TOKYO — Japan's economic recovery remained in the doldrums in September, as household spending fell, inflation edged lower and unemployment ticked up.
The data were released Friday as the Bank of Japan held a monetary policy meeting. As the U.S. winds down its own "quantitative easing," Japan's central bank faces pressure to increase stimulus to support growth as Prime Minister Shinzo Abe weighs approval of a sales tax hike next year.
Core inflation, excluding volatile food prices, was at 3.0 percent, down from 3.1 percent in August. Unemployment rose to 3.6 percent from 3.5 percent.
The government reported that household spending fell 5.6 percent from a year earlier in September, though it rose 1.5 percent from August. Household incomes, meanwhile, fell by 6 percent from a year earlier in real terms, excluding inflation.
Abe and the central bank have sought to spur inflation as a way of encouraging consumers and businesses to spend more and thus support faster growth.
But a sales tax hike in April, from 5 percent to 8 percent, slowed the recovery that began in late 2012.
When the increased costs from the tax hike are figured in, inflation remains below the target rate of 2 percent. For Japan, which relies heavily on imports of crude oil and natural gas, a moderation in oil prices has helped reduce some price pressure. But the data released Friday showed inflation, excluding both food and energy prices, has remained flat at 2.3 percent since June.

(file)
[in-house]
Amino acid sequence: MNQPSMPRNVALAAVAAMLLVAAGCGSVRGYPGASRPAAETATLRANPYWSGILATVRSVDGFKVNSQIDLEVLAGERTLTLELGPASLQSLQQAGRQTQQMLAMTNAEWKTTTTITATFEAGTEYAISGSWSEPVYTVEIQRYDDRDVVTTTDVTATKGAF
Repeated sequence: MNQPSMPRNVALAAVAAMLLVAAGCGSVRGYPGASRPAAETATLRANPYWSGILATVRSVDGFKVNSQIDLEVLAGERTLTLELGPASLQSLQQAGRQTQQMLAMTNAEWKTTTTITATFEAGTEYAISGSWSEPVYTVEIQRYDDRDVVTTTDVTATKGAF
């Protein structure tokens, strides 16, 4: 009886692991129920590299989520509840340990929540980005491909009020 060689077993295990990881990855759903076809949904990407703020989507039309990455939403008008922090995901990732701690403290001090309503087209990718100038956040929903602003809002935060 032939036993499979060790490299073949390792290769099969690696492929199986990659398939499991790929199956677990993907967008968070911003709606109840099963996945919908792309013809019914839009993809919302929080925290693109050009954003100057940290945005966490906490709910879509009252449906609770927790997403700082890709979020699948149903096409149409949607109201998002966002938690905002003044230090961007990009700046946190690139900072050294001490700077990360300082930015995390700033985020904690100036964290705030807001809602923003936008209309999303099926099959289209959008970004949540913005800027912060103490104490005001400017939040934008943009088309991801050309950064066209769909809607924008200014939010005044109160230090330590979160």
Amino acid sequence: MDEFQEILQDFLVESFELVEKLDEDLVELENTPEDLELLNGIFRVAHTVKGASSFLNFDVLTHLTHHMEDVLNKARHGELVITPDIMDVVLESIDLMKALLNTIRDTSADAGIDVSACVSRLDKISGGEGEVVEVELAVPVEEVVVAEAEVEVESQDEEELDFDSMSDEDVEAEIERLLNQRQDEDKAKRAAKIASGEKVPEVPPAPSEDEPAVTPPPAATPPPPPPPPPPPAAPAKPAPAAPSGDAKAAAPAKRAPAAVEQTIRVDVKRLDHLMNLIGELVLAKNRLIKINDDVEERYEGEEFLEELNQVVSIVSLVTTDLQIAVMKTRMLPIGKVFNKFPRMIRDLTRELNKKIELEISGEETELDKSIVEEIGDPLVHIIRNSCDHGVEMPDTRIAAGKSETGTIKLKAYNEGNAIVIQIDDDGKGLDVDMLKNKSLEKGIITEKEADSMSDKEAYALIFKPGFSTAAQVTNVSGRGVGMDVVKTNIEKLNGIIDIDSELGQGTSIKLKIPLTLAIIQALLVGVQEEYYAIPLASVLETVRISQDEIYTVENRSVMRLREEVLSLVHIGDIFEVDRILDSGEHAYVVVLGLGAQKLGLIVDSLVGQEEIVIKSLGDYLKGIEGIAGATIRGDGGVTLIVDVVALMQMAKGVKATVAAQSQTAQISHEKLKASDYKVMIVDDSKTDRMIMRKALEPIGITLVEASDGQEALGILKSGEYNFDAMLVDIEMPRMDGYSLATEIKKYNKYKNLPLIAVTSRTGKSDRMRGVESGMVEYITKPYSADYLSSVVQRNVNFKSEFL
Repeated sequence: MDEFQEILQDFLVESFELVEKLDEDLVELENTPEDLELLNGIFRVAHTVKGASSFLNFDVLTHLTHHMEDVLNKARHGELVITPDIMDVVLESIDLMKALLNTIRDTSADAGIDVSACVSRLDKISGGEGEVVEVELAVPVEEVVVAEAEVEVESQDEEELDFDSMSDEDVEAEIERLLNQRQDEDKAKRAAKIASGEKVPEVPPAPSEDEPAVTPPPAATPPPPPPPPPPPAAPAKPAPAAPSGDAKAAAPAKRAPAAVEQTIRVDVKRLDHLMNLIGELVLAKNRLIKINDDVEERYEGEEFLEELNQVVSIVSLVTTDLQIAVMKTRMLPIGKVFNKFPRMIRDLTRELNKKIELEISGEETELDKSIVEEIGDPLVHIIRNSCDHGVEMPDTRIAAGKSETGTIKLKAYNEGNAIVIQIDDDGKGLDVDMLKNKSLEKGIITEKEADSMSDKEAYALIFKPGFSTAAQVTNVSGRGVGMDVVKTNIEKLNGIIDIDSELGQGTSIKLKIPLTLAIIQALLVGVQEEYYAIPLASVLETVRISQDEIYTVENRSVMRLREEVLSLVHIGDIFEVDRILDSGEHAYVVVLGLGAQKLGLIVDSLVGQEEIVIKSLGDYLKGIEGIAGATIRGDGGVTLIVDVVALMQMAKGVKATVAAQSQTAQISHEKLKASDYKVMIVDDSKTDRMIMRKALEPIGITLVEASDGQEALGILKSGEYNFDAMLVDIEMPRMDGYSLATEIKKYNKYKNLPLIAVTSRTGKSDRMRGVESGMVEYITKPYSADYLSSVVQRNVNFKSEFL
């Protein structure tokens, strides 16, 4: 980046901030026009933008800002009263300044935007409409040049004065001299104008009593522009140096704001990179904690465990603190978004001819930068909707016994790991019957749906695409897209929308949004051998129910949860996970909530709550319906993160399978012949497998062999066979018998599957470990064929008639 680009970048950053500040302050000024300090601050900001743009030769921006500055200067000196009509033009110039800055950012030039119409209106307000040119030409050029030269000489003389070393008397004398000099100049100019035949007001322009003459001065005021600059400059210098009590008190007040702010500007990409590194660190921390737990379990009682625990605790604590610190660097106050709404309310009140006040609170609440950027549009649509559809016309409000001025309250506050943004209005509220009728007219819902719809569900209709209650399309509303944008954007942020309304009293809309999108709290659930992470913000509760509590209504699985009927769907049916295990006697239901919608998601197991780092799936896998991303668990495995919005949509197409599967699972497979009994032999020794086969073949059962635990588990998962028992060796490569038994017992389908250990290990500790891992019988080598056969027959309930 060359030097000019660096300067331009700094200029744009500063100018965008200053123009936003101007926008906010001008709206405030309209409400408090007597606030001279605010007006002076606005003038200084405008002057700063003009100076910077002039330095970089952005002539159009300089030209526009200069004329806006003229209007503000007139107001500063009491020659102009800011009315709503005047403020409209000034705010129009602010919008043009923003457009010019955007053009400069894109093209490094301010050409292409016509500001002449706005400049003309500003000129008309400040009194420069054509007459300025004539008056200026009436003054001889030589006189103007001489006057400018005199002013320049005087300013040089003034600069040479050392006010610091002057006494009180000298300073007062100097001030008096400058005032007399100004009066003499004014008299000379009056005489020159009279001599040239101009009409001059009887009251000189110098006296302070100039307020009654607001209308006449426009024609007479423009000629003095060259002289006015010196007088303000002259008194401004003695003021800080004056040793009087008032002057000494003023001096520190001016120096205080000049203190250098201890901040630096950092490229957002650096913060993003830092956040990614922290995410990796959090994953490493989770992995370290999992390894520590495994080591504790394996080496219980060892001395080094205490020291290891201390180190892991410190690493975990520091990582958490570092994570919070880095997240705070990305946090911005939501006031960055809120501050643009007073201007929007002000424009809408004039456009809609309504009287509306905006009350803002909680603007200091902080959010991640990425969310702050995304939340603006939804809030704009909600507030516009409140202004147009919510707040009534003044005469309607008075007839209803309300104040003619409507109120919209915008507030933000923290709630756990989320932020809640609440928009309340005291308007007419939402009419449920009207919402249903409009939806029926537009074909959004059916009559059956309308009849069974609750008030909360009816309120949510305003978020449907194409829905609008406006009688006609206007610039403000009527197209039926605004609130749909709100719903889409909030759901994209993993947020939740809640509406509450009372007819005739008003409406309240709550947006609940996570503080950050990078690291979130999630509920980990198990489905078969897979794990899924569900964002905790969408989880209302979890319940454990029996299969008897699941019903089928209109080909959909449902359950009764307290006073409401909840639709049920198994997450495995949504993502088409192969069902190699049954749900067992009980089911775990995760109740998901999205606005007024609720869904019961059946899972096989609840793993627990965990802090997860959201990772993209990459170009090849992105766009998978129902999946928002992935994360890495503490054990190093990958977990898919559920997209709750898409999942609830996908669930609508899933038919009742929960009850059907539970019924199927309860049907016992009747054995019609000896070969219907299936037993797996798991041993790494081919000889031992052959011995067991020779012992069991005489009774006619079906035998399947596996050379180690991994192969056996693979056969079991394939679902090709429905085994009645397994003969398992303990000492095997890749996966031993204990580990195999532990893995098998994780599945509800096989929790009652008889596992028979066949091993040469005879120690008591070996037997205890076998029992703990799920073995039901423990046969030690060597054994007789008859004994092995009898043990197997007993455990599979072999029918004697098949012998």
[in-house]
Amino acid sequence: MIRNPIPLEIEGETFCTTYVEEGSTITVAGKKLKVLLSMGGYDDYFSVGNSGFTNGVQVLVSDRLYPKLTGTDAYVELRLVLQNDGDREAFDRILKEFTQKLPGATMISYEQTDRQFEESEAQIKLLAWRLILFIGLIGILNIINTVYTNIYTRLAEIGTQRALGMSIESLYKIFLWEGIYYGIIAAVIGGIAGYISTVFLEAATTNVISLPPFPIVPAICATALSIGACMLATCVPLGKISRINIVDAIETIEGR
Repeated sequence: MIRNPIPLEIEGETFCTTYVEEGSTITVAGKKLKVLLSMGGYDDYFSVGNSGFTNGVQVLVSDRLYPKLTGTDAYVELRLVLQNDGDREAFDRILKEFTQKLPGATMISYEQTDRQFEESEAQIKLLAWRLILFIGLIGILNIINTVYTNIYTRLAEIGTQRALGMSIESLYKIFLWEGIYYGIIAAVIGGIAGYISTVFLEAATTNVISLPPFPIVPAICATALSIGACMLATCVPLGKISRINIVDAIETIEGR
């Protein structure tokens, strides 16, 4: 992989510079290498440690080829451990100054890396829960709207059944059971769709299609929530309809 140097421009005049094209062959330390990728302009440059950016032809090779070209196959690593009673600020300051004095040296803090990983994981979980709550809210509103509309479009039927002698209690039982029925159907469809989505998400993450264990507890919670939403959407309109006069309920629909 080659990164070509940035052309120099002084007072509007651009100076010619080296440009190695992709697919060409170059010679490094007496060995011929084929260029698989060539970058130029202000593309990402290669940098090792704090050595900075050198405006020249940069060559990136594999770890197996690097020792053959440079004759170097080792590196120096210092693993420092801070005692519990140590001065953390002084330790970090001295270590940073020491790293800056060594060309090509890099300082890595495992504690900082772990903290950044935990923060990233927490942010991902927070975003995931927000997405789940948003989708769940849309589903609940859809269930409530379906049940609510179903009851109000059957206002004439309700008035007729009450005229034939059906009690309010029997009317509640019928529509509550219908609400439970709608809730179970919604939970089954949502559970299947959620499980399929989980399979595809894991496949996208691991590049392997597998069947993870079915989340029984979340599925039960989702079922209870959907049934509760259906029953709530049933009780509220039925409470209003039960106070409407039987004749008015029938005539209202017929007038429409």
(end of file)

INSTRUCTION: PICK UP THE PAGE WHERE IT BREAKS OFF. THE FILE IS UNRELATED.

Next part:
Abe is due to decide before year-end on whether to raise the sales tax another 2 percentage points to 10 percent next year. The tax increases are needed to help counter Japan's huge public debt, but the hike is opposed by a majority of the public.
BOJ Gov. Haruhiko Kuroda has insisted that the central bank's massive asset purchases are having their intended effect. But he may be getting closer to conceding that the policy has not generated as much inflation as intended.
"So now the question is a pivotal one. Will the central bank then necessarily step on the pedal to hit the elusive '2' or will it replace the 2 percent inflation target with less lofty goals?" Mizuho Bank said in a research note.
"It takes two to tango," it said, forecasting that the central bank will likely hold off on further stimulus, while watching to see if Abe pushes ahead with the tax hike.
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